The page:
The eight were there to start for a couple of hours of blitz-like doing. Then they whittled down to four, only one of whom was a regular; the other three were new. And just when I’d gotten the hang of who took how many sugars in what, too.

They hung a plastic tarp to block the archway, more to keep the dust in than to keep me out (I hope) so I couldn’t really see what they were up to. I snuck a peek at one stage and saw the two plasterers waltzing around on their ladders, stepping to it, one in full voice, belting out rockabilly folk songs – in Hungarian. And what a voice. By mid-afternoon, he was starting in on his light opera repertoire. Carnegie Hall doesn’t know what it’s been missing. I was vaguely tempted to capture it on video but I thought better of it. Maybe his wife doesn’t know he sings and he’s been dodging the church choir for years. I couldn’t take the risk.

Friday, being Friday, we cracked open a few beers when they’d wrapped up for the day and were hanging around waiting on their lift. The gaffer arrived and doled out the pay packets and then produced the offending bottle of pálinka. I’d had a run-in with said beverage some time ago at a pig killing down in Békéscsaba and we’re only recently back on drinking terms. Some of this homemade stuff is at rotgut level, but this was lovely. Really smooth. As I’ve learned to my cost, it’s rude to refuse it, if offered. Just about the only acceptable excuse is that you’re driving or that you’re a teetotaler. But as I so obviously wasn’t either, with my grapefruit beer in hand (don’t I live the high life), I had to be polite. Propriety is my middle name.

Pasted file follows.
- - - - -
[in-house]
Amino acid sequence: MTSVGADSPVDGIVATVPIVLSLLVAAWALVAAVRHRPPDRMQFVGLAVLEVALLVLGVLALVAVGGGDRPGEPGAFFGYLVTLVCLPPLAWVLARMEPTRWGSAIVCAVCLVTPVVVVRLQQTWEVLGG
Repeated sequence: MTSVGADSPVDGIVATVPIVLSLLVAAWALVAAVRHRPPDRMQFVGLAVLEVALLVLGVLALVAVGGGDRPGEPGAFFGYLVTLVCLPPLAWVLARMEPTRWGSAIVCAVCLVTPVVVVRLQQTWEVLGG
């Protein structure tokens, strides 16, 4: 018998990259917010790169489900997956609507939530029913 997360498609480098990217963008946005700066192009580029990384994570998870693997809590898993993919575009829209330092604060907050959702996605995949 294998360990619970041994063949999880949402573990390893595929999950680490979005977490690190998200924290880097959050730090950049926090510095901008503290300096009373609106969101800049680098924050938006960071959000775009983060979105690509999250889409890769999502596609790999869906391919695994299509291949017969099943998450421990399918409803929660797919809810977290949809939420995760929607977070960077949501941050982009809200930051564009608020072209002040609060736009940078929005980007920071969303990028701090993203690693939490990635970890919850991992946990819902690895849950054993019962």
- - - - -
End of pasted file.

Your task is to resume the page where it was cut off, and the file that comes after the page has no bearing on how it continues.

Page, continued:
So, having had a sip or two of the deadly pear, I took off down the street to keep my appointment at the Kánya Ház. It would be my croquet debut. After we’d had a nagyfröccs (2 dl white wine + 1 dl soda water) or two, to go with the Irish smoked salmon and cucumber sandwiches (neat little crustless triangular works of culinary art that just begged to eaten  with one’s little finger cocked), we set up to play. I can’t say I got the style down. I was holding the mallet like I would a putter and eyeing up the ball (is it called a ball in croquet?) like I was on the 18th green playing for glory. I got the hang of the roquets and the croquets and I won. Both games. Not that I’m bragging. But I think I’ve found my calling.